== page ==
In my last post I talked about everyday philanthropy and ways to give–donating money, volunteering time, and providing advocacy. Today I am writing about websites you may be interested in visiting with regard to charity and giving back. Ways to Give for Free Several years ago I learned of two websites that provide free food…Continue Reading

Everyday Philanthropy

Everyday Philanthropy

“As long as you’re breathing,” said Maya Angelou, ” it’s never too late to do some good.” In this post I want to share what I’ve learned recently about giving back and the incredible effect one person can have on the lives of others. If you are like many of us, the word philanthropist conjures up…Continue Reading

The Accidental Entrepreneur

The Accidental Entrepreneur

“Imagine a life where all your time is spent on the things you want to do. Imagine giving your greatest attention to a project you create yourself, instead of working as a cog in a machine that exists to make other people rich.” These are the first two sentences in Chris Guillebeau’s book, The $100…Continue Reading

Meet Gail

Gail Pentz, author

My work experience spans Fortune 500 companies to nonprofits. As a corporate trainer, I have delivered training throughout the U.S. and in 18 other countries. I designed and wrote hundreds of instructional materials for numerous industries, and worked as a teacher and staff in private schools. I also have experience with small businesses. I was a founding partner and Director of Operations for T.W.I.C.E. Educational Services, Inc., a Sarasota-based continuing education firm serving mental health professionals.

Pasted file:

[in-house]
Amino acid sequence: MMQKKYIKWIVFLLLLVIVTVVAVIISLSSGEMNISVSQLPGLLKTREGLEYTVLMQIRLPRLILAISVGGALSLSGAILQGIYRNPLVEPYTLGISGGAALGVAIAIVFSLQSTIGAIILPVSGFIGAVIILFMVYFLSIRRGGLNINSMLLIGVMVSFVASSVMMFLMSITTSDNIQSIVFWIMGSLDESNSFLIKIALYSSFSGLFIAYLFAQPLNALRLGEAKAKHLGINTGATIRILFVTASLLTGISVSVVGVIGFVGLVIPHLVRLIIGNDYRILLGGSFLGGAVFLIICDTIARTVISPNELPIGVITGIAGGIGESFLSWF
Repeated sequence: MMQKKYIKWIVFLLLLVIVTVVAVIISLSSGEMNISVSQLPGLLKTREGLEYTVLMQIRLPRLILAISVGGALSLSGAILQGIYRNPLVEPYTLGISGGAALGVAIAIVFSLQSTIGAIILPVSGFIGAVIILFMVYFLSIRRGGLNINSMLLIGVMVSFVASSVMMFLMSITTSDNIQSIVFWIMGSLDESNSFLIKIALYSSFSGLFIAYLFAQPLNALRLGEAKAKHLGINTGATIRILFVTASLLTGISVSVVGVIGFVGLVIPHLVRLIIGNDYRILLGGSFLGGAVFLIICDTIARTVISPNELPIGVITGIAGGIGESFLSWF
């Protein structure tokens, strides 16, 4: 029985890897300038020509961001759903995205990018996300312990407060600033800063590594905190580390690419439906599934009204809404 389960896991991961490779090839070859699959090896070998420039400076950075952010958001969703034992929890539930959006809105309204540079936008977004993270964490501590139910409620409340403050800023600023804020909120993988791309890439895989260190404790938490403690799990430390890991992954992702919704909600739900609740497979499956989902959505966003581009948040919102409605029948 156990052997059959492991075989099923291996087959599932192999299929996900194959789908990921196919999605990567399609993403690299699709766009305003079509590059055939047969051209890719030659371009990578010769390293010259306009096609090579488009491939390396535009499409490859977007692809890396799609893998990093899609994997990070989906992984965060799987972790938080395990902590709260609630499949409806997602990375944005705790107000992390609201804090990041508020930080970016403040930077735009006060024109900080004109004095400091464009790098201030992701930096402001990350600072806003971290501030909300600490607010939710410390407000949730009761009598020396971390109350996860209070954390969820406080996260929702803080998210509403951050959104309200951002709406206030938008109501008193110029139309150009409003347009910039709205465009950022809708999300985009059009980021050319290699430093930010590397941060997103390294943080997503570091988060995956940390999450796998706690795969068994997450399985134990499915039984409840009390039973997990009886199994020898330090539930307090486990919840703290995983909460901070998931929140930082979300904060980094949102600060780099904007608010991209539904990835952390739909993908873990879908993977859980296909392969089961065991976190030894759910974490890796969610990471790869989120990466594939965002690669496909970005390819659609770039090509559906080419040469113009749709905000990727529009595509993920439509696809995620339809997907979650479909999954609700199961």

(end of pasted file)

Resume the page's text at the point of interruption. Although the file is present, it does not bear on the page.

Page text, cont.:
Having worked 60+ hours a week for several decades, I know what it’s like to be on the proverbial hamster wheel, using weekends to catch up on what I didn’t get done and preparing for the week ahead. Like me, you may be ready for at least two days each week that are filled with activities you find satisfying and fulfilling. Less time working (or preparing for work) translates into more time for recreational travel, self-care, and personal development. I firmly believe that as we take better care of ourselves, we are better equipped to share our gifts with the world (and especially the quality of effort we bring to the workplace).

You can begin enjoying a retirement lifestyle this weekend. Let’s get started!